The Slate Gist

Ira Magaziner

Last month, U.S. District Judge Royce Lamberth ruled that White House aide Ira Magaziner–the architect of President Clinton’s 1993 health-care proposal–and White House lawyers had “deceived” his court in a 1993 affidavit. Officials had “run amok” in their response to a suit filed against the government, said Lamberth, and he ordered the government to cover the $285,864 legal bill incurred by the plaintiffs.

The “deception” that Lamberth complained about was contained in one sentence of a 13-page affidavit filed by Magaziner in response to the suit. Did Magaziner deceive the court, as Judge Lamberth insists he did?

F irst, a little history: President Clinton formed a 12-member task force in the first month of his presidency, appointed Hillary Clinton as chair, and gave them 100 days to draft new health-care legislation. Magaziner, a member of the task force, organized an “interdepartmental working group”–comprising bureaucrats and health-care experts–to supply the task force with facts and policy proposals. Magaziner divided the working group into 12 “cluster groups” and 38 “subgroups.” The number of working-group members grew from 100 to 630.

The task force and working group conducted their proceedings in secret. Soon after the working group convened, the American Association of Physicians and Surgeons Inc. and two government-ethics watchdogs filed suit, arguing that the closed meetings violated the Federal Advisory Committee Act of 1972. FACA, designed to check the power and proliferation of presidential commissions, requires that the meetings of working groups appointed by the executive branch be open to the public. However, FACA exempts committees consisting entirely of federal employees. AAPS argued that because Hillary Clinton and other members of the task force and working group were not federal employees, the meetings should be open. (Later, the courts ruled the first lady should be treated as a federal employee.)

Judges routinely criticize FACA as ambiguous and overreaching. The law even fails to define “government employee” and does not specify what constitutes “membership” on an advisory board. Responding to FACA’s ambiguities, the courts have whittled down the law. For instance, fact-finding panels that don’t propose policy have been exempted. Congress has further limited its scope, passing amendments that exclude from FACA an American Bar Association committee that rates the qualifications of judicial nominees for the government, the National Academy of Science, and other lesser-known panels. But the courts have also upheld it. In 1983, the Reagan administration beat back a FACA suit to make public the meetings of an advisory panel of CEOs.

AAPS’s request for a temporary injunction against Clinton’s health-care task force was rejected by a U.S. Court of Appeals for the District of Columbia Circuit in 1993, which concluded that more information was needed to determine whether the working group qualified for a FACA exemption. In 1994, the Clinton administration abandoned the health-care initiative and released all documents from the working group.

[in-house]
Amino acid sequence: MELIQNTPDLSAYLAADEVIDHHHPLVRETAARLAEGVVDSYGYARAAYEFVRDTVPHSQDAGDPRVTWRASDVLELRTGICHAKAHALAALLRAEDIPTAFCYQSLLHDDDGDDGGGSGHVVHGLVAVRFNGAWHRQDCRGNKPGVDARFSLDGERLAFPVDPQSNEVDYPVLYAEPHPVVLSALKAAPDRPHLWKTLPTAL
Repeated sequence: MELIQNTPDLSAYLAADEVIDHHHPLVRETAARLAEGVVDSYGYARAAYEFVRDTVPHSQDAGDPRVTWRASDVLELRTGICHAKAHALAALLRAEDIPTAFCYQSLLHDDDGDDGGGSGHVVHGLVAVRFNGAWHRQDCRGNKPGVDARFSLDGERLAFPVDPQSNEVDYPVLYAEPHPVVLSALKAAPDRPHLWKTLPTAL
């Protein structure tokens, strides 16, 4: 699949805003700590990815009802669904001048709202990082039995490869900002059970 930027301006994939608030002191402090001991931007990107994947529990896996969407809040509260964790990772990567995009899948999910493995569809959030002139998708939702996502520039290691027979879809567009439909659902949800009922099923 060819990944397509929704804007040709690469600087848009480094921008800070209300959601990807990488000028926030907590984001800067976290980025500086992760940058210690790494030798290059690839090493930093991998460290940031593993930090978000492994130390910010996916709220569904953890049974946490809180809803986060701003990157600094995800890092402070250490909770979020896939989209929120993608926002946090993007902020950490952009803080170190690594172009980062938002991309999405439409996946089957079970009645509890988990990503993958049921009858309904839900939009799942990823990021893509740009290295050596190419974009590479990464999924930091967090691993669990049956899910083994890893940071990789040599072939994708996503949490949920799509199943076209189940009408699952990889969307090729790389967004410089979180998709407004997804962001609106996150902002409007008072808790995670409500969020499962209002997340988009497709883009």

On Dec. 21, 1994, Lamberth dismissed the suit against the government, but he asked U.S. Attorney Eric Holder (now deputy attorney general) to investigate whether Magaziner should be held in criminal contempt for supplying false information in his affidavit, filed March 3, 1993. The investigation turned on a single sentence in which Magaziner states, “Only federal government employees serve as members of the interdepartmental working group.” Lamberth insisted that this sentence contradicted indisputable evidence that private citizens attended the working groups, and that some of them played supervisory roles. The judge was especially irritated by the presence of executives from managed-care conglomerates who stood to profit from the new legislation–exactly the sort of conflict of interest FACA was intended to check. Judge Lamberth says that the appeals court took at face value Magaziner’s “only federal government employees” declaration when it ruled against the request for a temporary injunction.

Although Holder chided government lawyers for formulating a “sloppy,” “overly aggressive” response to the AAPS lawsuit and took Magaziner to task for using ill-defined legalistic language supplied him by White House counsel Vincent Foster, he concluded his investigation by declining to prosecute Magaziner for criminal contempt. He found no factual errors in Magaziner’s affidavit, and no evidence that he had intended to willfully mislead the court. Indeed, deep into the affidavit, Magaziner volunteers the information that consultants who were clearly not government employees played a prominent role in the working group. Charges of criminal contempt hinge upon proving beyond a reasonable doubt that there was an intention to deceive, and even Lamberth accepts that such proof is unattainable. Holder also acknowledged that Magaziner’s much-contested one-sentence statement was not an important element of the government’s FACA defense. Unlike recent Justice Department investigations of the White House, Holder’s earned near universal acclaim. Even Lamberth deemed it “commendable” in his ruling last month.

Yet Lamberth still believes that Magaziner deliberately misled the court and that government lawyers acted in “bad faith,” and he maintains that the appeals court might have issued an injunction against the task force and working groups if Magaziner had not made his now-famous one-sentence declaration. He writes, “The most outrageous conduct by the government in this case is what happened when it never corrected or updated the Magaziner declaration.”

The government’s lawyers suspect that the real source of Lamberth’s ire is not the sloppy sentence in an affidavit but the government attorneys’ hardball tactics and unwillingness to compromise, which drew the case out for four years.